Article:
In this case, a hospital administrator who was present during a peer review meeting, but not as a member of the committee, later reported to the hospital’s physician practice manager her “visual memories of [the Plaintiff’s] behavior, body language, tone of voice and the way things were being said” when the plaintiff, a reviewing physician, verbally attacked his colleague. Other peer review committee members did not agree with the administrator’s characterization of the plaintiff’s actions during the peer review meeting. According to the Court’s decision, the information conveyed by the administrator about the plaintiff’s actions during the peer review meeting directly contributed to his termination.

The primary legal basis for the Court’s decision was the confidentiality mandates in the Review Organization Immunity Act (ROIA), the law regulating peer reviews in New Mexico, including the provisions at Section 41-9-5(A) which state that “[n]o person… shall disclose what transpired at a meeting of a review organization” except for the purposes listed in the statute. According to the Court, this provision creates an implied promise that the plaintiff would not suffer adverse employment action from participating in the peer review process, and that this promise is incorporated into physician-reviewer employment contracts. 

Of course, as noted by the Court, confidentiality in the peer review process is critical. Absent confidentiality, it would be difficult to promote peer review integrity and have candor and objectivity during meetings. Physicians and other medical staff would be reluctant to adhere to those principles for a variety of reasons including fears about loss of referrals, retaliation, damage to personal relationships, lawsuits, and malpractice actions based on records used during the proceedings. On the other hand, decisions like this may leave employers feeling that medical staff participating in the peer review process are immune from actions that transpire during that process. The New Mexico Supreme sought to dispel that notion.  

Our holding limits the use of peer review information for a statutory purpose, see § 41-9-5(A), and only those individuals responsible for furthering the statutory purposes of ROIA can be privy to such information. See § 41-9-5 (noting that no person can utilize peer review information except to carry out the statutorily enumerated purposes of a review organization). Eastern contends that our holding will completely immunize physician-reviewer conduct in peer reviews, “no matter how egregious.” This argument ignores the dual regulatory structure within hospitals. As will be explained, because only medical staff, not hospital administrators, are responsible for peer reviews, medical staff may utilize information concerning peer reviewer conduct to discipline reviewers.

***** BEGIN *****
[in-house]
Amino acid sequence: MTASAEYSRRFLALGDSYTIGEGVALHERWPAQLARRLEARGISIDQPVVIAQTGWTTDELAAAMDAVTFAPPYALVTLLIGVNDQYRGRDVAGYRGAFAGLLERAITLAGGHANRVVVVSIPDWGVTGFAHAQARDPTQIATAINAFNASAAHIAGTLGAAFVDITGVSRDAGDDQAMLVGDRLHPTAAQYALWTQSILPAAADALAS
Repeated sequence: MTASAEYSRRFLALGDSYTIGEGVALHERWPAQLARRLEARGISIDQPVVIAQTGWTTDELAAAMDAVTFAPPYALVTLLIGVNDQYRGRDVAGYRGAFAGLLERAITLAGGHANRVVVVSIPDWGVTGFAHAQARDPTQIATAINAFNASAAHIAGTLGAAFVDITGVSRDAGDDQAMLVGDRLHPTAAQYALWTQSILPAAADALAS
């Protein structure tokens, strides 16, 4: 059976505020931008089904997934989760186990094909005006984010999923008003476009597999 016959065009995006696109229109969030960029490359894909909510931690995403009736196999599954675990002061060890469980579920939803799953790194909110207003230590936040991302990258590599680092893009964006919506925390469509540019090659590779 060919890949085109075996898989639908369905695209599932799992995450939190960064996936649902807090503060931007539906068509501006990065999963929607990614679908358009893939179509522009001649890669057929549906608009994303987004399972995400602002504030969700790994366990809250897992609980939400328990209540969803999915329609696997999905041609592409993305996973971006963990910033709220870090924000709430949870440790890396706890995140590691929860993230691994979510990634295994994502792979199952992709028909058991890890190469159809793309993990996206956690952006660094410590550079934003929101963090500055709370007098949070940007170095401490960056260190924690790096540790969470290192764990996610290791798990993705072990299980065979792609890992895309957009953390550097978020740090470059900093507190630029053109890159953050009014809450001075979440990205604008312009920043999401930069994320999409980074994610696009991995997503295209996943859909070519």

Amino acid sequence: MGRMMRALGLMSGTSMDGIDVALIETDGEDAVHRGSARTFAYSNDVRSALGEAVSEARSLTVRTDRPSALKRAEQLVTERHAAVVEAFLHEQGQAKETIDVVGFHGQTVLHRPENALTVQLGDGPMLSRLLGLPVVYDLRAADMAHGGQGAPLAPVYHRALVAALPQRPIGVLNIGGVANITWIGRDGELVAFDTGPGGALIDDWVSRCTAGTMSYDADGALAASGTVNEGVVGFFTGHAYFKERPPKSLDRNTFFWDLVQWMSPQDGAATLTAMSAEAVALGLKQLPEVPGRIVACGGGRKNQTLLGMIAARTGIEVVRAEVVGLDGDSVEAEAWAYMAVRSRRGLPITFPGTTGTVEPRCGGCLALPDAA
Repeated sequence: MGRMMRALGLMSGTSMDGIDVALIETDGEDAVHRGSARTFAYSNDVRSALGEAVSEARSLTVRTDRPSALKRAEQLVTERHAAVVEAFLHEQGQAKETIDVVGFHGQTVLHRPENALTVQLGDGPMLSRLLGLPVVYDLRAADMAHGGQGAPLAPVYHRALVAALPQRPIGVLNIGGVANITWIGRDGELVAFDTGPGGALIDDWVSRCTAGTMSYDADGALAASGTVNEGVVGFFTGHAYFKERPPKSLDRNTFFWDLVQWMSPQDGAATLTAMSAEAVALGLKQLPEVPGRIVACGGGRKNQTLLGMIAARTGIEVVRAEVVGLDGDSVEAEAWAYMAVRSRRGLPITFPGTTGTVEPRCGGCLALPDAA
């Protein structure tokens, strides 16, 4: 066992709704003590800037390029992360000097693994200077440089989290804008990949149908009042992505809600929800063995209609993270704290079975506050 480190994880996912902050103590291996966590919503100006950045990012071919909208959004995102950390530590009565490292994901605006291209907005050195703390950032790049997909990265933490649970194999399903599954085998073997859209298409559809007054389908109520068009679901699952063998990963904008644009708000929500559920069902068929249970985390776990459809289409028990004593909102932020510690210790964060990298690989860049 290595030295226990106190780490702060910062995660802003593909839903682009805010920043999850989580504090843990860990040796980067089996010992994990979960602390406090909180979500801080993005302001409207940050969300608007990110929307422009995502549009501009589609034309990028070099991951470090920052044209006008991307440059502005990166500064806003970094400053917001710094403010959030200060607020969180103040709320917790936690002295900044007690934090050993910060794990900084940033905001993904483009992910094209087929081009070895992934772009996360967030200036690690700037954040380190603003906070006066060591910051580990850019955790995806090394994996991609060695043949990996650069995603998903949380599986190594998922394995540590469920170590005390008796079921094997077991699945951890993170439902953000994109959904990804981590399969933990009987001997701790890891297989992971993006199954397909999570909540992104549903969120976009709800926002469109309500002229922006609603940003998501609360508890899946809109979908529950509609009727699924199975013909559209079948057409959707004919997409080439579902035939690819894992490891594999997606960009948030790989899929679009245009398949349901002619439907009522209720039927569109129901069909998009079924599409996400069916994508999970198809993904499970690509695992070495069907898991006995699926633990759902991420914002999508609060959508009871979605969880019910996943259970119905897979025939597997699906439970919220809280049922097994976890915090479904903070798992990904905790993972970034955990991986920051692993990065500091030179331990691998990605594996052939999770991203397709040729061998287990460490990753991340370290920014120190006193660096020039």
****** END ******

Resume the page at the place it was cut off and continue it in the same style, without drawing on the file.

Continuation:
The Court explained that its holding does not conflict with an employer’s contractual provisions enabling termination of employment for cause, it “merely prevents [employers] from using confidential peer review information in making [their] personnel decisions.” Healthcare employers, like the defendant in this case, often regulate employee-physicians both through medical staff bylaws and employment contracts. As the Court noted, those bylaws can provide that disruptive conduct may lead to a loss of privileges. An employment contract provision conditioning continued employment on maintaining privileges would, in turn, support the termination of the physician’s employment. So, the Court concludes, physicians that are disruptive during peer review are not free from discipline, they just cannot be disciplined by hospital administrators who should not be “privy to what transpires during peer review meetings.” Discipline in that case is up to the medical staff.